The highly variable timing of streamflow in snowmelt-dominated basins across western North America is an important consequence, and indicator, of climate fluctuations. Changes in the timing of snowmelt-derived streamflow from 1948 to 2002 were investigated in a network of 302 western North America gauges by examining the center of mass for flow, spring pulse onset dates, and seasonal fractional flows through trend and principal component analyses. Statistical analysis of the streamflow timing measures with Pacific climate indicators identified local and key large-scale processes that govern the regionally coherent parts of the changes and their relative importance. Widespread and regionally coherent trends toward earlier onsets of springtime snowmelt and streamflow have taken place across most of western North America, affecting an area that is much larger than previously recognized. These timing changes have resulted in increasing fractions of annual flow occurring earlier in the water year by 1-4 weeks. The immediate (or proximal) forcings for the spatially coherent parts of the year-to-year fluctuations and longer-term trends of streamflow timing have been higher winter and spring temperatures. Although these temperature changes are partly controlled by the decadal-scale Pacific climate mode [Pacific decadal oscillation (PDO)], a separate and significant part of the variance is associated with a springtime warming trend that spans the PDO phases. ?? 2005 American Meteorological Society.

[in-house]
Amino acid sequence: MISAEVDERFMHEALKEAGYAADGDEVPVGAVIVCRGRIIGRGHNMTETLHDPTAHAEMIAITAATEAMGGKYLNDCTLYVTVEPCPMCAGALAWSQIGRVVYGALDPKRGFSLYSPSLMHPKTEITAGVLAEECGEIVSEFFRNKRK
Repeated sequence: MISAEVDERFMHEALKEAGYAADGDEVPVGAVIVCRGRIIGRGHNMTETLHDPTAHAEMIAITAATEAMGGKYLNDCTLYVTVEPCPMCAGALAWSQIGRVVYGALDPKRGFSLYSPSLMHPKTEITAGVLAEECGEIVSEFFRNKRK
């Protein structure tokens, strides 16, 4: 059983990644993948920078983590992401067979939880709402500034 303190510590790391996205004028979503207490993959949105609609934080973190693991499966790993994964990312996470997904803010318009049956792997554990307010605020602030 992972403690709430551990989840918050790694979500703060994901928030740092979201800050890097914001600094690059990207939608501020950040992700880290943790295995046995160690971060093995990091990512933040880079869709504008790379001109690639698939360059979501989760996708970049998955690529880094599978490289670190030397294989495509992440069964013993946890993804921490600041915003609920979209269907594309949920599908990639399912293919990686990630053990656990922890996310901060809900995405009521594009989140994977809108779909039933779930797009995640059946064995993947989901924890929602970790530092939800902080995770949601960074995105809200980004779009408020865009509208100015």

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Changes toward earlier streamflow timing across western North America